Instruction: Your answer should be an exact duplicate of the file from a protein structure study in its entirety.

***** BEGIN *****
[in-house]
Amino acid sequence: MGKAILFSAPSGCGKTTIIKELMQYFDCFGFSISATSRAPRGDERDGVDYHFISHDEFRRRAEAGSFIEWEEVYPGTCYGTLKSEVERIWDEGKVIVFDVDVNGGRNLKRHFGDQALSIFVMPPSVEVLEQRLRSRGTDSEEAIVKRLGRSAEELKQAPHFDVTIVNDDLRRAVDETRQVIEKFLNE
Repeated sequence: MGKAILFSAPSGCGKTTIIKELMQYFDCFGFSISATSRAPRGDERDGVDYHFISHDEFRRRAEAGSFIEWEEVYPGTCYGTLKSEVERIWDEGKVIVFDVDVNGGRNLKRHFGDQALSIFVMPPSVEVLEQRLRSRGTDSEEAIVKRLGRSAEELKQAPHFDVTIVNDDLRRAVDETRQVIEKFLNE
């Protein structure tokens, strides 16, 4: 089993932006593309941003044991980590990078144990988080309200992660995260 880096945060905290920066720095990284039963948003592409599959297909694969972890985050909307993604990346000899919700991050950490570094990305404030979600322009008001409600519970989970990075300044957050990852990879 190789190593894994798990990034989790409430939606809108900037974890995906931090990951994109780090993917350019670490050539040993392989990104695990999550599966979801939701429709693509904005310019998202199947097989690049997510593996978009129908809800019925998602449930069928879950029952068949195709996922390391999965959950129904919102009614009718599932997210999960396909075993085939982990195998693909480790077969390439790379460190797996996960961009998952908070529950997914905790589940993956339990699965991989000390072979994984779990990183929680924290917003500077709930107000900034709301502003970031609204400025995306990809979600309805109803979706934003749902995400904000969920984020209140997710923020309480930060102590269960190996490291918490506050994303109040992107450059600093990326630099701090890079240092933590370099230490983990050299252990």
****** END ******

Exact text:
[in-house]
Amino acid sequence: MGKAILFSAPSGCGKTTIIKELMQYFDCFGFSISATSRAPRGDERDGVDYHFISHDEFRRRAEAGSFIEWEEVYPGTCYGTLKSEVERIWDEGKVIVFDVDVNGGRNLKRHFGDQALSIFVMPPSVEVLEQRLRSRGTDSEEAIVKRLGRSAEELKQAPHFDVTIVNDDLRRAVDETRQVIEKFLNE
Repeated sequence: MGKAILFSAPSGCGKTTIIKELMQYFDCFGFSISATSRAPRGDERDGVDYHFISHDEFRRRAEAGSFIEWEEVYPGTCYGTLKSEVERIWDEGKVIVFDVDVNGGRNLKRHFGDQALSIFVMPPSVEVLEQRLRSRGTDSEEAIVKRLGRSAEELKQAPHFDVTIVNDDLRRAVDETRQVIEKFLNE
């Protein structure tokens, strides 16, 4: 089993932006593309941003044991980590990078144990988080309200992660995260 880096945060905290920066720095990284039963948003592409599959297909694969972890985050909307993604990346000899919700991050950490570094990305404030979600322009008001409600519970989970990075300044957050990852990879 190789190593894994798990990034989790409430939606809108900037974890995906931090990951994109780090993917350019670490050539040993392989990104695990999550599966979801939701429709693509904005310019998202199947097989690049997510593996978009129908809800019925998602449930069928879950029952068949195709996922390391999965959950129904919102009614009718599932997210999960396909075993085939982990195998693909480790077969390439790379460190797996996960961009998952908070529950997914905790589940993956339990699965991989000390072979994984779990990183929680924290917003500077709930107000900034709301502003970031609204400025995306990809979600309805109803979706934003749902995400904000969920984020209140997710923020309480930060102590269960190996490291918490506050994303109040992107450059600093990326630099701090890079240092933590370099230490983990050299252990």